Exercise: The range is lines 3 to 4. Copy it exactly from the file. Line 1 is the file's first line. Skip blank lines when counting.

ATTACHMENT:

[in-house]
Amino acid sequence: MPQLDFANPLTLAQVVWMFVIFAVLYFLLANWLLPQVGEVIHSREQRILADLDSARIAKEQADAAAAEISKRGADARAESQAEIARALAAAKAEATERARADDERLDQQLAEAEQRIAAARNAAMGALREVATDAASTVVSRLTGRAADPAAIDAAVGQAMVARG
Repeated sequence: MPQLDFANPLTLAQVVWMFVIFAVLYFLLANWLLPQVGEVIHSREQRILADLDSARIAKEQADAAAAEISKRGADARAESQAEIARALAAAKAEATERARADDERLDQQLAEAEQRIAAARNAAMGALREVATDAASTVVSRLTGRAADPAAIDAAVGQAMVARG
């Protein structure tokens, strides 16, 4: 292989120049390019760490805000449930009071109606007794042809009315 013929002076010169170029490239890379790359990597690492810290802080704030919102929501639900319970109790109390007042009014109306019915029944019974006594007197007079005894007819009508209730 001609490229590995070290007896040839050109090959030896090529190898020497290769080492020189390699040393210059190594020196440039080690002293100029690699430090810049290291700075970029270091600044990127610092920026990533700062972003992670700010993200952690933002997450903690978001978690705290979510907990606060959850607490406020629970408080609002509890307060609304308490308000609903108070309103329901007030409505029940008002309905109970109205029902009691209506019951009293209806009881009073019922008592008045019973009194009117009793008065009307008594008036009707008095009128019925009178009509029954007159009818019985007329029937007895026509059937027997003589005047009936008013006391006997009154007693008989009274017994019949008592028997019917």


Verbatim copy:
Repeated sequence: MPQLDFANPLTLAQVVWMFVIFAVLYFLLANWLLPQVGEVIHSREQRILADLDSARIAKEQADAAAAEISKRGADARAESQAEIARALAAAKAEATERARADDERLDQQLAEAEQRIAAARNAAMGALREVATDAASTVVSRLTGRAADPAAIDAAVGQAMVARG
């Protein structure tokens, strides 16, 4: 292989120049390019760490805000449930009071109606007794042809009315 013929002076010169170029490239890379790359990597690492810290802080704030919102929501639900319970109790109390007042009014109306019915029944019974006594007197007079005894007819009508209730 001609490229590995070290007896040839050109090959030896090529190898020497290769080492020189390699040393210059190594020196440039080690002293100029690699430090810049290291700075970029270091600044990127610092920026990533700062972003992670700010993200952690933002997450903690978001978690705290979510907990606060959850607490406020629970408080609002509890307060609304308490308000609903108070309103329901007030409505029940008002309905109970109205029902009691209506019951009293209806009881009073019922008592008045019973009194009117009793008065009307008594008036009707008095009128019925009178009509029954007159009818019985007329029937007895026509059937027997003589005047009936008013006391006997009154007693008989009274017994019949008592028997019917």